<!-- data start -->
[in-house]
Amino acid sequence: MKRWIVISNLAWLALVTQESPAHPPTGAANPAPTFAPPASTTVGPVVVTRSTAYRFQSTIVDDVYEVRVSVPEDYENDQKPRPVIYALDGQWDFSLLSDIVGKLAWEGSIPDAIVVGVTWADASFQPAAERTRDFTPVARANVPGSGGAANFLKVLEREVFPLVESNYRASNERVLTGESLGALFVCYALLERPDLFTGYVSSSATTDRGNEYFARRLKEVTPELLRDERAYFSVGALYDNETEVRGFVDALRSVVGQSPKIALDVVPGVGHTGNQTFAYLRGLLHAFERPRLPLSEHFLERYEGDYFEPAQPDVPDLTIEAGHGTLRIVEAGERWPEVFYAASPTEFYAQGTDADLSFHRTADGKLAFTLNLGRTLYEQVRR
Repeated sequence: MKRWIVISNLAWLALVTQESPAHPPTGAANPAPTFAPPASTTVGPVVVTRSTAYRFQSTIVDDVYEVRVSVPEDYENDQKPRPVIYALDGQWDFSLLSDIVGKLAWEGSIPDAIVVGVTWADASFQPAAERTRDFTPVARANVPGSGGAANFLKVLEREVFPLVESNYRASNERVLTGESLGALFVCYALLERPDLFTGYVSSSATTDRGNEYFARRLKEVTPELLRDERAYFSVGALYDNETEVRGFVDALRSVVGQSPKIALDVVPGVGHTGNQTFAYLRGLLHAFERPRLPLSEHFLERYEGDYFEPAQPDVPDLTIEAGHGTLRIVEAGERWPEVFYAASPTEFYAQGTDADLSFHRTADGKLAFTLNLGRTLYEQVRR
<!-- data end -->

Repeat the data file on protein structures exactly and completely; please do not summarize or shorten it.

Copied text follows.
[in-house]
Amino acid sequence: MKRWIVISNLAWLALVTQESPAHPPTGAANPAPTFAPPASTTVGPVVVTRSTAYRFQSTIVDDVYEVRVSVPEDYENDQKPRPVIYALDGQWDFSLLSDIVGKLAWEGSIPDAIVVGVTWADASFQPAAERTRDFTPVARANVPGSGGAANFLKVLEREVFPLVESNYRASNERVLTGESLGALFVCYALLERPDLFTGYVSSSATTDRGNEYFARRLKEVTPELLRDERAYFSVGALYDNETEVRGFVDALRSVVGQSPKIALDVVPGVGHTGNQTFAYLRGLLHAFERPRLPLSEHFLERYEGDYFEPAQPDVPDLTIEAGHGTLRIVEAGERWPEVFYAASPTEFYAQGTDADLSFHRTADGKLAFTLNLGRTLYEQVRR
Repeated sequence: MKRWIVISNLAWLALVTQESPAHPPTGAANPAPTFAPPASTTVGPVVVTRSTAYRFQSTIVDDVYEVRVSVPEDYENDQKPRPVIYALDGQWDFSLLSDIVGKLAWEGSIPDAIVVGVTWADASFQPAAERTRDFTPVARANVPGSGGAANFLKVLEREVFPLVESNYRASNERVLTGESLGALFVCYALLERPDLFTGYVSSSATTDRGNEYFARRLKEVTPELLRDERAYFSVGALYDNETEVRGFVDALRSVVGQSPKIALDVVPGVGHTGNQTFAYLRGLLHAFERPRLPLSEHFLERYEGDYFEPAQPDVPDLTIEAGHGTLRIVEAGERWPEVFYAASPTEFYAQGTDADLSFHRTADGKLAFTLNLGRTLYEQVRR